Richard Feelders, MD, PhD Erasmus Medical Center, Rotterdam, The Netherlands. Richard Feelders is an Associate Professor of Endocrinology at the Erasmus University Medical Center, Rotterdam, The Netherlands. He trained in Internal Medicine at the Maasstad Hospital, Rotterdam and the Erasmus Medical Center, Rotterdam (1993-1999, followed by an endocrinology fellowship, also at the Erasmus Medical Center (1999-2001). In 1999 Dr. Feelders completed his thesis on endocrine changes in the acute phase response. In Erasmus Medical Center he is chair of the Pituitary Center Rotterdam and coordinator of the ENETS GEP-Neuroendocrine Tumor Center Rotterdam. In 2012-2013 Dr. Feelders works as Visiting Professor at the National Institutes of Health, Bethesda, USA. Dr. Feelders main fields of patient care and scientific interest are neuroendocrinology and neuroendocrine tumors. His research is focused on the pathophysiology and treatment of (non-)functional pituitary adenomas, adrenal and neuroendocrine tumors. A main topic in this respect involves diagnosis and medical treatment of Cushing's syndrome. Another research area concerns determinants of glucocorticoid sensitivity in health and disease.
Medical Director, Pituitary & Skull Base Tumor Center
Memorial Sloan Kettering Cancer Center
I am an endocrinologist who specializes in caring for people with pituitary and neuroendocrine diseases. I am the Medical Director of Memorial Sloan Kettering’s Multidisciplinary Pituitary & Skull Base Tumor Center, located at Memorial Hospital in Manhattan. At this center, we bring together experts from many areas — including neurosurgery, head and neck surgery, endocrinology, radiation oncology, and medical oncology — to offer comprehensive care for people with pituitary and skull base tumors.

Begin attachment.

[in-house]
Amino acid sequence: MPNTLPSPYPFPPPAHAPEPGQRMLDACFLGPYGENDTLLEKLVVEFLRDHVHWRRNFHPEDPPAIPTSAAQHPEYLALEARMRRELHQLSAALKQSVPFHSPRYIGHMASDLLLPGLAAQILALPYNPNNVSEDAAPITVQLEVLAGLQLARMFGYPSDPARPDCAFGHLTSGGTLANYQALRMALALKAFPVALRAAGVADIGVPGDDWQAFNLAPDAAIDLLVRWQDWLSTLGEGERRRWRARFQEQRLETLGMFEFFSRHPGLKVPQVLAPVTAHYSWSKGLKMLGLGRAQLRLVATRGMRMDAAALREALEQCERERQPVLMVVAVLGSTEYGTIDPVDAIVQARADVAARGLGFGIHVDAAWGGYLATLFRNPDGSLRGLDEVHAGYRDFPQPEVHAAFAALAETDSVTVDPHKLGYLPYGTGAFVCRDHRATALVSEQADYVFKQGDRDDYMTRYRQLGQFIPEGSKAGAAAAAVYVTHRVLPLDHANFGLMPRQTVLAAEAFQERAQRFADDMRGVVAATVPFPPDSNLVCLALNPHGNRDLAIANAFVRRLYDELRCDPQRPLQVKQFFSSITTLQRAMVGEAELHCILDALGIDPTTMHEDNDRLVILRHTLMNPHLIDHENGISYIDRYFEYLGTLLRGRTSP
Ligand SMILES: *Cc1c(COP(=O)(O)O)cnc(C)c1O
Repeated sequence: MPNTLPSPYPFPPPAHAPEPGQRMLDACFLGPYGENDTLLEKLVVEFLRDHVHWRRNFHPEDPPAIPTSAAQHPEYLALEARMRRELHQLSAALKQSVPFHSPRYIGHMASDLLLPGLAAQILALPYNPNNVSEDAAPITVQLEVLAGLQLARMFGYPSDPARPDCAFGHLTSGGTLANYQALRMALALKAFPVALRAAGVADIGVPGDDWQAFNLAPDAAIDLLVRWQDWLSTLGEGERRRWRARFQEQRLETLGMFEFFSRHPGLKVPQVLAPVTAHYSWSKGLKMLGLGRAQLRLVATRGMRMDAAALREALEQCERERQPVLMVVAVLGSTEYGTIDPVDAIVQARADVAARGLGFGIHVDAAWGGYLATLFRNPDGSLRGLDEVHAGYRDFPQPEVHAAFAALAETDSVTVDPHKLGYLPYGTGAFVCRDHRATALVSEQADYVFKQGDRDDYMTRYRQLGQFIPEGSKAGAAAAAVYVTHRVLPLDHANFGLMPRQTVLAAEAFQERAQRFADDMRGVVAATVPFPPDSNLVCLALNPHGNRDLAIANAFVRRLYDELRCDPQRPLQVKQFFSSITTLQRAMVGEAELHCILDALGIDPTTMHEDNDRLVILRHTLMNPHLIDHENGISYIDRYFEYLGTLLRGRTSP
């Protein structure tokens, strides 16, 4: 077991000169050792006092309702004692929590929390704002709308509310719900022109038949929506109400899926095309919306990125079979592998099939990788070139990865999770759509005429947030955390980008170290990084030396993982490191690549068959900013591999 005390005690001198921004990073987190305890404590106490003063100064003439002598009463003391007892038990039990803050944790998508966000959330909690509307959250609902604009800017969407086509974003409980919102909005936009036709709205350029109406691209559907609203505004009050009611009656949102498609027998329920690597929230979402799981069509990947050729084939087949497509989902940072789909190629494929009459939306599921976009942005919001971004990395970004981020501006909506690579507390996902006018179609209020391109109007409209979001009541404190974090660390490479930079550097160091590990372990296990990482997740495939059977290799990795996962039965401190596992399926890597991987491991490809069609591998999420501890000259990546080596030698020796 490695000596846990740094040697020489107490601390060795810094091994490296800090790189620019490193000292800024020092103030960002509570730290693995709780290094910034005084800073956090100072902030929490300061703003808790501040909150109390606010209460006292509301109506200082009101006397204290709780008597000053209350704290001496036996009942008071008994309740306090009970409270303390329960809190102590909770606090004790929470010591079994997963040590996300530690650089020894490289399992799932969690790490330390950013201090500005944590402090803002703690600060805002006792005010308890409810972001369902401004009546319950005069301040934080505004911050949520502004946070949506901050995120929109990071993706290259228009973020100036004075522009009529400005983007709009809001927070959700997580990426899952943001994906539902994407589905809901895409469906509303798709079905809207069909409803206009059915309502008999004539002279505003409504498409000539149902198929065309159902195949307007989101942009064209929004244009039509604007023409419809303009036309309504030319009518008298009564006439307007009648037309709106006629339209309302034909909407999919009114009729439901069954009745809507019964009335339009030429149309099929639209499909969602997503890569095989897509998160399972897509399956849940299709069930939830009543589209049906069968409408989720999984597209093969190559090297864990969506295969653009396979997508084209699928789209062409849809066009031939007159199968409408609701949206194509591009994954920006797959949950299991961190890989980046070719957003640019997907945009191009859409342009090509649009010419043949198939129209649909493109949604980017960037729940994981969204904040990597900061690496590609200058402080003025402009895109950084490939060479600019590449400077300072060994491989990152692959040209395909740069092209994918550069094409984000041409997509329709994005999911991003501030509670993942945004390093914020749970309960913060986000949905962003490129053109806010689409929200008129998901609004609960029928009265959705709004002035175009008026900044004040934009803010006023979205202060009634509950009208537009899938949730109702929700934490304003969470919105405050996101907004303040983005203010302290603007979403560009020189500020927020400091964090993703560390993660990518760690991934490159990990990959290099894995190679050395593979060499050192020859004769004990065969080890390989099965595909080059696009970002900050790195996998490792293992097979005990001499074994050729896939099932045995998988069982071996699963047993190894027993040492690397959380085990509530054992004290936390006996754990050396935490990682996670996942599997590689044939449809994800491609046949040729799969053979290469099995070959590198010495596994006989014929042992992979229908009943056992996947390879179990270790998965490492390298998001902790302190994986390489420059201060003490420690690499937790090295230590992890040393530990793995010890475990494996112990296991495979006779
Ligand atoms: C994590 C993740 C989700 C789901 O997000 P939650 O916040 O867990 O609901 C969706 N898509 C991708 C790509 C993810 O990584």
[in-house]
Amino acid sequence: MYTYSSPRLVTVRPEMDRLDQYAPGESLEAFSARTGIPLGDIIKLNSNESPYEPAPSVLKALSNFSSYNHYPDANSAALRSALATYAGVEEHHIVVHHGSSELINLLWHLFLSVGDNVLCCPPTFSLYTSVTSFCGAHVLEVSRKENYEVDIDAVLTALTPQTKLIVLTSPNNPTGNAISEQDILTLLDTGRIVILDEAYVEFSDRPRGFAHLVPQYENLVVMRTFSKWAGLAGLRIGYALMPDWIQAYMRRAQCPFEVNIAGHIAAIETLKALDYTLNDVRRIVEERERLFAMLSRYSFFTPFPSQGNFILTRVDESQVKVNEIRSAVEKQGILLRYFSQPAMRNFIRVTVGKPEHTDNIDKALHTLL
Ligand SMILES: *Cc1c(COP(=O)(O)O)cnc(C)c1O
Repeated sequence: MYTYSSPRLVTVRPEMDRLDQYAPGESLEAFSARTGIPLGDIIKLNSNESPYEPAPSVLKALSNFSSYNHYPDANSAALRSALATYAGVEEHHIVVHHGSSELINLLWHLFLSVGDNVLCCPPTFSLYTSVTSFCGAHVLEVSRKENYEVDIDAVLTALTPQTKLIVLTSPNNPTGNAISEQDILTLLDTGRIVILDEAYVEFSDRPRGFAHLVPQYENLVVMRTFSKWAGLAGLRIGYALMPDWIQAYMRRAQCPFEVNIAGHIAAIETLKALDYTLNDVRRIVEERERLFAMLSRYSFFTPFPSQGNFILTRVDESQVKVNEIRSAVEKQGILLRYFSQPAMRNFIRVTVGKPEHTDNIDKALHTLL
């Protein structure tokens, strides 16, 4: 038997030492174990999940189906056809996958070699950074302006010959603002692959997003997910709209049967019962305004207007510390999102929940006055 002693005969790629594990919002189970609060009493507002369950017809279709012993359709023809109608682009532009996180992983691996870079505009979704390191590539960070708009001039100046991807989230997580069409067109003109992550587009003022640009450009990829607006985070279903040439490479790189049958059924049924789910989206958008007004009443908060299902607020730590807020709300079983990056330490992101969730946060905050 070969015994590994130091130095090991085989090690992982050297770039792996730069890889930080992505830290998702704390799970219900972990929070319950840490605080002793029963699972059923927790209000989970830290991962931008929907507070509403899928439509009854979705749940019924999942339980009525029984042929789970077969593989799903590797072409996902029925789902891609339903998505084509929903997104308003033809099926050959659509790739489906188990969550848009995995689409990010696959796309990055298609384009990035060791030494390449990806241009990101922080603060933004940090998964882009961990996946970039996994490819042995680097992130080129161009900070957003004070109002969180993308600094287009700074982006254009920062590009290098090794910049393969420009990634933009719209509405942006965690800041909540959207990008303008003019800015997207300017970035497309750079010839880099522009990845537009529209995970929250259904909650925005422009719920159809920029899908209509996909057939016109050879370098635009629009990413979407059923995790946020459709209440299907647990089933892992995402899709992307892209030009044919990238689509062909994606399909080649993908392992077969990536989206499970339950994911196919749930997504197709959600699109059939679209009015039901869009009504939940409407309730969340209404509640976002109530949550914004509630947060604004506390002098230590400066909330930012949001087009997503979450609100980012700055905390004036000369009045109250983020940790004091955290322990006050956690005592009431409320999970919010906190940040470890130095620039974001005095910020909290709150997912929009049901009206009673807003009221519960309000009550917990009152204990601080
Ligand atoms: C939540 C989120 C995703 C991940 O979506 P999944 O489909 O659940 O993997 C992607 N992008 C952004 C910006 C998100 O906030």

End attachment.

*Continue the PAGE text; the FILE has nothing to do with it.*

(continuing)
Senior Deputy Director, Institute of Endocrinology and Metabolism
Tel Aviv University
Dr. Yona Greenman received her medical degree from the Sackler Faculty of Medicine at the Tel Aviv University in 1986. After completion of her Endocrine Fellowship at the Institute of Endocrinology at the Tel Aviv Medical Center in 1991 she did a research fellowship at Cedars Sinai Medical Center, Los Angeles, under the orientation of Prof. Shlomo Melmed. Since her return to Israel in 1995 she has worked as senior faculty at the Institute of Endocrinology and Metabolism at the Tel Aviv Medical Center and has been appointed as its senior deputy director since 2012. Dr. Greenman is a Senior Lecturer in Internal Medicine at the Tel Aviv University School of Medicine since 2008. Her main research areas include clinical aspects of pituitary tumors, and more recently, the interface between stress and eating behavior. She founded and was the first president of the G. Ouakine Israel Pituitary Association, a support group for patients with pituitary disorders. She was a member of the clinical initiatives committee of the Pituitary Society in 2002, and of the executive committee of the European Neuroendocrine association from 2004-2008. In 2009 she chaired the exams committee for certification in endocrinology from the Israel Medical Association. She is currently a member of the Editorial Board of Clinical Endocrinology and a member of the executive committee of the Israel Endocrine Society.